This had been another Auntie Clarrie, one no longer chained to the bedside of the man who had returned partly living from the War. He had crossed over to the legitimate world of the War dead, taking at last his appointed place at the cenotaph.

Marie had, however, wondered why she had been the chosen one, the travel-companion.

They boarded in Melbourne, changing trains at Albury, an inconvenient switch between twin Spirits of Progress so that first Castor, then Pollux shuttled them onwards, steadily through the night. She had now forgotten a once-precious memory of whatever they had eaten in the glamorous Dining Car (surely, she had later bragged about it to her brother and sister?) them then returning to their sleeping-carriage, giggling at one another’s lurching. She remembered being bourne towards the unexpectedly attainable object of her childish imagination—Sydney!

Oh! what a voyage it had been, requiring a Brownie camera, new clothes, shoes, sponge bag and small suitcase of her own. It had been the first of many voyages she was later to take without a thought.

She came back to the present. The nurses choose to keep the blinds down. How curious. Perhaps not—penumbra reveals less, robs mirrors of power, blurs distance.

Even as she thought of nurses, Sister Wilson appeared, her face appointed with the fixed cheerful expression she wore for the doomed. She knocked briefly and advanced, unbidden.

Aware of her, Clarissa snapped, “I didn’t call for you. Go away.”

The nurse shook her head and laughed, the apologetic, prim laugh produced when a naughty child says something outrageous in company.

“You might not have, but it’s medication time and we want to get better, don’t we.”

“I won”t have it,” the old lady said. “Don’t bother.”

The nurse propelled herself in softly-spoken shoes across the floor.

“Now, now,” she said to the naughty child.

She held out a paper cup, arranged her face less unpleasantly. Her contrived smile crashed against the will of the old child in the bed, and shattered when the patient said, “Take it away!”

“I’ll do it,” Marie said.

The nurse shot Marie a petulant glance as if to say, you mightn’t mind doing this part of my job, but I don’t see you round here with a bed pan, so that Marie lowered her eyes.

“You know you must take them,” the nurse said, rattling the pills in the cup.

“Nothing of the sort,” Clarissa snapped. “Your say-so amounts to nothing. Besides, I can’t swallow.” She paused, “More to the point,” she said, “When my niece leaves I wish to use the bed-pan.”

The nurse snapped, “You used it earlier, during morning rounds.”

“Regardless,” Clarissa said, “I need to move my bowels.”

“Well in that case,” the nurse said, “in that case, we can’t have any more nasty accidents, can we. Far too many of those of late. I am busy enough as it is without having to cope with yet another sponge-bath, changing linen . . .”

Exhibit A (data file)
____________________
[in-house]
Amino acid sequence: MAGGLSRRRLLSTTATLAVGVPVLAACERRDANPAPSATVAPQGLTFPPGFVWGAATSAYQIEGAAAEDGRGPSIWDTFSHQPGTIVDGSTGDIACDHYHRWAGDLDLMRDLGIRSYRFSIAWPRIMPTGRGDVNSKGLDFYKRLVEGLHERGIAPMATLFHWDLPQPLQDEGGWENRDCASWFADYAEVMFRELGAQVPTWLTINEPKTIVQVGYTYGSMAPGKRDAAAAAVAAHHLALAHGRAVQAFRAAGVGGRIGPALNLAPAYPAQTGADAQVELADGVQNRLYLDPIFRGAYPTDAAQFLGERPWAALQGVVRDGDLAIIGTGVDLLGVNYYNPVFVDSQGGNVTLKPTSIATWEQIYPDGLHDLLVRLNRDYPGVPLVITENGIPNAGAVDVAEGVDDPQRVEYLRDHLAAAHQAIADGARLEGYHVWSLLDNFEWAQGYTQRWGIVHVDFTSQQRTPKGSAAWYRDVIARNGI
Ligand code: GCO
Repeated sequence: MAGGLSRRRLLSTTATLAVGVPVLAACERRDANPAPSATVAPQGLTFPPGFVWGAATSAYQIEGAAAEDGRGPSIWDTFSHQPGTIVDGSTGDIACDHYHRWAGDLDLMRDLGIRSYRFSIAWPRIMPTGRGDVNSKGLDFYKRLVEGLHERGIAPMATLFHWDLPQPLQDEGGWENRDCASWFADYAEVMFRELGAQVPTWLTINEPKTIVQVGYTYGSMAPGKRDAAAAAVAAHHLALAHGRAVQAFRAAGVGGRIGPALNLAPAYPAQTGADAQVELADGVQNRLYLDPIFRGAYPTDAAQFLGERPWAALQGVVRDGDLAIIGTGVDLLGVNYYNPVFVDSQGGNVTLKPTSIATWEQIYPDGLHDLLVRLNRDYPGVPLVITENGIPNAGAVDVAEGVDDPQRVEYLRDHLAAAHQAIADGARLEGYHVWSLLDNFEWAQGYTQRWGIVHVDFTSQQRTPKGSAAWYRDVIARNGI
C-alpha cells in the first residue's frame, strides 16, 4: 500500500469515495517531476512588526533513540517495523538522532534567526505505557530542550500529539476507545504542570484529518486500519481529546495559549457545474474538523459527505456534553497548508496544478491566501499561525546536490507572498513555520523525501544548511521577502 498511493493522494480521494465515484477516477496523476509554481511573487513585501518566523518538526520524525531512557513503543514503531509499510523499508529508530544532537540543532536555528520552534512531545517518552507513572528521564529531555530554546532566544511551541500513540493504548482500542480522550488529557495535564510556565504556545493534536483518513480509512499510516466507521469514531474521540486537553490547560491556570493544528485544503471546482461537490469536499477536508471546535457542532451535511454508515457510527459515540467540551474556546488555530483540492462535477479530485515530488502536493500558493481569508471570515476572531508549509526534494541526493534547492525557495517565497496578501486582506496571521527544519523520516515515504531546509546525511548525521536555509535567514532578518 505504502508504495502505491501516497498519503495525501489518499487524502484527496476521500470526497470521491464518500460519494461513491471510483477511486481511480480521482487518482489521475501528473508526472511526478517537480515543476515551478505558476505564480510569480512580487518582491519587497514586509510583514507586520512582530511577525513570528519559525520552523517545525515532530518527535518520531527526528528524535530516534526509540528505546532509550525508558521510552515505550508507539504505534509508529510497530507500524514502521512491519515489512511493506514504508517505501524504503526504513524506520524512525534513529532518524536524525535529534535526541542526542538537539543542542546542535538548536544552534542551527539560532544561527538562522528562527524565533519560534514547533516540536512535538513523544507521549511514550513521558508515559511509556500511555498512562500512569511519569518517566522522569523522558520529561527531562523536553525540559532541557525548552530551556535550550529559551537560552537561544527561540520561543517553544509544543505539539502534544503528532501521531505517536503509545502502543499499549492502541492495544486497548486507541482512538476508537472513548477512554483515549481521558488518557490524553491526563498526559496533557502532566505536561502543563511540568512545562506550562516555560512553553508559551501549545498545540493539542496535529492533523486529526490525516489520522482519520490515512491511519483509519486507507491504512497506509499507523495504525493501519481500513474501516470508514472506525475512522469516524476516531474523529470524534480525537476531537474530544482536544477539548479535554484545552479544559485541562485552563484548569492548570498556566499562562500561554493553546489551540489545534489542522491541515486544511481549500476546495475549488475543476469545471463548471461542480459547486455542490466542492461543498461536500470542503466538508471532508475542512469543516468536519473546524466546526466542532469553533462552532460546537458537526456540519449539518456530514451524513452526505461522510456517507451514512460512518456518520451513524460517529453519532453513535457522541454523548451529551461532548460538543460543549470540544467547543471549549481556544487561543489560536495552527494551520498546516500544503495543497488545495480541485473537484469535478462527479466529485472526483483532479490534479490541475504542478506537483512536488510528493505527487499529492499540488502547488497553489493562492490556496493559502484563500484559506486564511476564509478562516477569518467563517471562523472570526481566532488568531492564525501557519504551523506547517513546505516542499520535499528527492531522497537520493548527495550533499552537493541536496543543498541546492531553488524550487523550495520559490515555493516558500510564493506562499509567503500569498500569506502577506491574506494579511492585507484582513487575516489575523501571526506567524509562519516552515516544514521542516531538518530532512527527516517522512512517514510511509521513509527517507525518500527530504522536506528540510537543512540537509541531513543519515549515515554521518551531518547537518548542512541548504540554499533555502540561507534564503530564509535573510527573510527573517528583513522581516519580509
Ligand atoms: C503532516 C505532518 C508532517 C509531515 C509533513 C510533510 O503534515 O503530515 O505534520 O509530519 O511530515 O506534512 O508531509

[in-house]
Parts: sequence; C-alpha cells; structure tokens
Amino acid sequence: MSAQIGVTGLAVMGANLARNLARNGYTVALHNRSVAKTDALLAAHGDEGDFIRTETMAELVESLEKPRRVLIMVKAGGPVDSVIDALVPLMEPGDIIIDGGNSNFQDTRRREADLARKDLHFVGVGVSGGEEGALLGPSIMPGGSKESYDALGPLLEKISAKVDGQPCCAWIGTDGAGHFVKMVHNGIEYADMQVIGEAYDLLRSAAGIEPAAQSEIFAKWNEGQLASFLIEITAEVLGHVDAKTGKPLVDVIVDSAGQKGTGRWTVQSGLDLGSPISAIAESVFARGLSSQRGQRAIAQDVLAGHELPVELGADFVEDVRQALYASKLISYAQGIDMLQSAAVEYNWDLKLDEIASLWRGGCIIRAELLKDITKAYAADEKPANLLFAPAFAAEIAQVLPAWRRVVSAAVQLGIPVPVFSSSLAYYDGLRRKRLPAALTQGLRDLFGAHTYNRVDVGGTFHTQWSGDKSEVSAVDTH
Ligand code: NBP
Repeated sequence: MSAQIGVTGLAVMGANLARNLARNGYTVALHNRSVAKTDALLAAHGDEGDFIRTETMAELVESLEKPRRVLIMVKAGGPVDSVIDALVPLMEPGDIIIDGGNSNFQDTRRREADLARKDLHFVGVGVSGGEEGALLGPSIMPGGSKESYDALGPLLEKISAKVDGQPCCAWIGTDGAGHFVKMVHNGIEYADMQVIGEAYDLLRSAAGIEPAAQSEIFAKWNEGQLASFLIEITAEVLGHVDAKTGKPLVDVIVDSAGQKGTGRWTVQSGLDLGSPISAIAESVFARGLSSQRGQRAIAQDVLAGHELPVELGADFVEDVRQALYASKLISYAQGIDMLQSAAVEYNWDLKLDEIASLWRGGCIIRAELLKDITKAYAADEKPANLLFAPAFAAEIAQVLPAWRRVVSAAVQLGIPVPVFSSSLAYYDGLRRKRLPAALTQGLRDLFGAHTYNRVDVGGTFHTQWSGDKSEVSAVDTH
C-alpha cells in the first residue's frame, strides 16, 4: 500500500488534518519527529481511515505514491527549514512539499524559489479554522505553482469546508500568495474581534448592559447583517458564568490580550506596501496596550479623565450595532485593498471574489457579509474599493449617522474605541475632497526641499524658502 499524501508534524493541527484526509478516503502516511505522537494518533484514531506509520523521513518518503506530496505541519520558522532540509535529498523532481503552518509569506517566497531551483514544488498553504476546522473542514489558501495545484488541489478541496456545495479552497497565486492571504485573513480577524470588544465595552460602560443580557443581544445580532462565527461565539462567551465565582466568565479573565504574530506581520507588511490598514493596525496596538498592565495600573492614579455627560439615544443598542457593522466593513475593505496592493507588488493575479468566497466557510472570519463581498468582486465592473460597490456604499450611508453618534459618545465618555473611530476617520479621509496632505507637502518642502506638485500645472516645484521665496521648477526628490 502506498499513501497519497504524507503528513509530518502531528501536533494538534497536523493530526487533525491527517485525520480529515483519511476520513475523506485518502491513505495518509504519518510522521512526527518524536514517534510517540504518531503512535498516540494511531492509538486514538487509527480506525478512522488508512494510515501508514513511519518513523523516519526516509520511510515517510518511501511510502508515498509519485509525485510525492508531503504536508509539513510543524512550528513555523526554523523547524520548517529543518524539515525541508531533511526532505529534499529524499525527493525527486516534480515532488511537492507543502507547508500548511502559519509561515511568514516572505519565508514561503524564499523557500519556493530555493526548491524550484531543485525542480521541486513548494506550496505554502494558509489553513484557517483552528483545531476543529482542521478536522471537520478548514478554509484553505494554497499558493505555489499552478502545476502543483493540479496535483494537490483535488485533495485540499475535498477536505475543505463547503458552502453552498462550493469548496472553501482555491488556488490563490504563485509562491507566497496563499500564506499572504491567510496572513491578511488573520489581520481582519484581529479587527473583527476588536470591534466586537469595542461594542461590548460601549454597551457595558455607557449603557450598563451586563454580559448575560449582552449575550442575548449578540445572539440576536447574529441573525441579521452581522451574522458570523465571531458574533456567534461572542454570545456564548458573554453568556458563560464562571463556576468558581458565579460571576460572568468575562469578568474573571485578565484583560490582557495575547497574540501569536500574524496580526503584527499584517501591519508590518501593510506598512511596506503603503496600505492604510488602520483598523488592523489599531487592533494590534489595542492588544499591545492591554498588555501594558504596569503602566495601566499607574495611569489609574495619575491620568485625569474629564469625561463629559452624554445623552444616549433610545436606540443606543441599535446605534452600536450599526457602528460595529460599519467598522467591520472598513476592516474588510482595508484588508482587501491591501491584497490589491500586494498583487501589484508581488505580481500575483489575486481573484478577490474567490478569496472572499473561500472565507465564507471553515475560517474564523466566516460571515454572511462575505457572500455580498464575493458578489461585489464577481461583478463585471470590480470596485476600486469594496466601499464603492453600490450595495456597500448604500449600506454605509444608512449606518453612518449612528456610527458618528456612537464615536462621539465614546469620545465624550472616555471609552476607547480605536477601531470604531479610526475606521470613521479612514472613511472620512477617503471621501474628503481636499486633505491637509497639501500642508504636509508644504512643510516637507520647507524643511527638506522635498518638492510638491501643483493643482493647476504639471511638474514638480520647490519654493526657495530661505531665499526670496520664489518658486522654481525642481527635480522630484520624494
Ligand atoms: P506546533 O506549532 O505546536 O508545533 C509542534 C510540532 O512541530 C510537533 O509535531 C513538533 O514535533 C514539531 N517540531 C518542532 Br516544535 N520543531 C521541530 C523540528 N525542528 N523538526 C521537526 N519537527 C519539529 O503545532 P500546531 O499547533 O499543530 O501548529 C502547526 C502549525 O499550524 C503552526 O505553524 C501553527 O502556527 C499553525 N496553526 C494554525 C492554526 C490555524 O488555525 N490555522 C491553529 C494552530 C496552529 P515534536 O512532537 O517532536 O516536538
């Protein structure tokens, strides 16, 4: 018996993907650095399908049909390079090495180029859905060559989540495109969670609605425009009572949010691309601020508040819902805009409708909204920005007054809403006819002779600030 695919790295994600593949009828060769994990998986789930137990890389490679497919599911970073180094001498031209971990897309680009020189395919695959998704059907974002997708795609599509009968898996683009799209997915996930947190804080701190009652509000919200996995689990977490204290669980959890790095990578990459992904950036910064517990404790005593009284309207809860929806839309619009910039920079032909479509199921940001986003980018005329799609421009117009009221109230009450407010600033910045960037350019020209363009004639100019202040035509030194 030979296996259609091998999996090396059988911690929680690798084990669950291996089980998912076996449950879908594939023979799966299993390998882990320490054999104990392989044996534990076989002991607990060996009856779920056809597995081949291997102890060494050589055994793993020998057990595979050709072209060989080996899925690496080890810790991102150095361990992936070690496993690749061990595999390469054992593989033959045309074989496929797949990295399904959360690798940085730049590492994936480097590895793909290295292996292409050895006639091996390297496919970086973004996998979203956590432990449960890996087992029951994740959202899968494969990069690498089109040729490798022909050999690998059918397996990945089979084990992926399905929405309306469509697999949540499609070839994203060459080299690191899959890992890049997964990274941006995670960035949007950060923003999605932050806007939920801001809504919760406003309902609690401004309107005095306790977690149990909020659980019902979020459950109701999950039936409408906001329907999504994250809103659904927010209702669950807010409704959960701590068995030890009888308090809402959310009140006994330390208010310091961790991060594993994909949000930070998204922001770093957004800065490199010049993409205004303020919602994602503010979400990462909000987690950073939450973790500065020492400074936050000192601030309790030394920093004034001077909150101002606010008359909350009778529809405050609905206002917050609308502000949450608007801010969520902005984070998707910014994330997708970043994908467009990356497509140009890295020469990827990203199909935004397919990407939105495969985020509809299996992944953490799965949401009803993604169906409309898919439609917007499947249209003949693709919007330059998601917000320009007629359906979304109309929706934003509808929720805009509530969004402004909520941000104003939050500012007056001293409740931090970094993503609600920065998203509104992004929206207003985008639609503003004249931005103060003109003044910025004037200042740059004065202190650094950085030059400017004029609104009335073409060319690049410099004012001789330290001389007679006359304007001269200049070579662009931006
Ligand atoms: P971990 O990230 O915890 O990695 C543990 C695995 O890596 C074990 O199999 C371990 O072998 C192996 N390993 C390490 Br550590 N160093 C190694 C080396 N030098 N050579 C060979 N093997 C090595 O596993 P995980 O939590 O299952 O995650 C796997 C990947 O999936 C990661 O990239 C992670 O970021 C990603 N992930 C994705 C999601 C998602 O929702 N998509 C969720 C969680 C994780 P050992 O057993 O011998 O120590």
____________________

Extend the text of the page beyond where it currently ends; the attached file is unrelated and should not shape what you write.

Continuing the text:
She paused to allow the humiliating information to register with Marie, who pretended not to have heard.

Nurse continued, “All the more reason for you to take your pills and not make a fuss.”

Placing the cup of tablets on the table, she shoved it forward. “I do have other patients, as well you know.”

Clarissa turned her face away.

Marie, thinking wildly of tonsillectomies and the process of swallowing, said, “Perhaps with a little ice cream? Sister won’t mind getting you some.”

“That would be nice,” Clarissa said.

The nurse bristled, and veering perilously away from her professional training, briefly considered appropriating the idea as her own.

With a studied glance at the watch pined to her uniform, she said, “I’ll see if they have any, although I highly doubt it. We don’t have luxuries laid on to pander to any individual patient.”

“Still, you’ll see?” Marie said.

“Seems I have little option,” the nurse muttered.

“So kind of you,” Marie said sweetly.

“Simply doing my duty,” Nurse said, wearing a tight little mouth, as though sucking on a lemon.

Marie watched her scramble out of the swamp of muddied protocol onto drier land and into the corridor, returning with a small cardboard tub and the tiny wooden paddle that Marie was surprised still accompanied it. Such details from the past resurfaced without warning, reminding her of what she was doing here—Madame Di Gregorio, Australieene, considering returning to the land of her memories that drew her more stongly than did its people.

The nurse jabbed a fingernail under the cardboard lid.

“Here,” she pronounced, stabbing in the wooden spoon that Marie knew her aunt would abhor. “Now I’ve taken the trouble, it needs be eaten,” Nurse said shoving a spoonful before the old face buried in the pillow.

Clarissa’s dark eyes flashed in mineral fury, “Sit me up, you fool.”

The nurse sucked the lemon harder, loosened the sheet, raised the patient’s shoulders, (how thin she is, Marie thought, even for her!) and plumped pillows with such vigour that Marie expected her to dust her hands together once it was accomplished.

“Are we comfortable?” nurse Wilson said, sour.

“I am seldom comfortable,” Clarissa said.

And suddenly, there was Clarissa, in a wool coat of the finest fabric, hair tucked under a smart felt cloche with a graceful feather plume, standing beside the mantel with its antique clock flanked by two exquisite ormolu urns.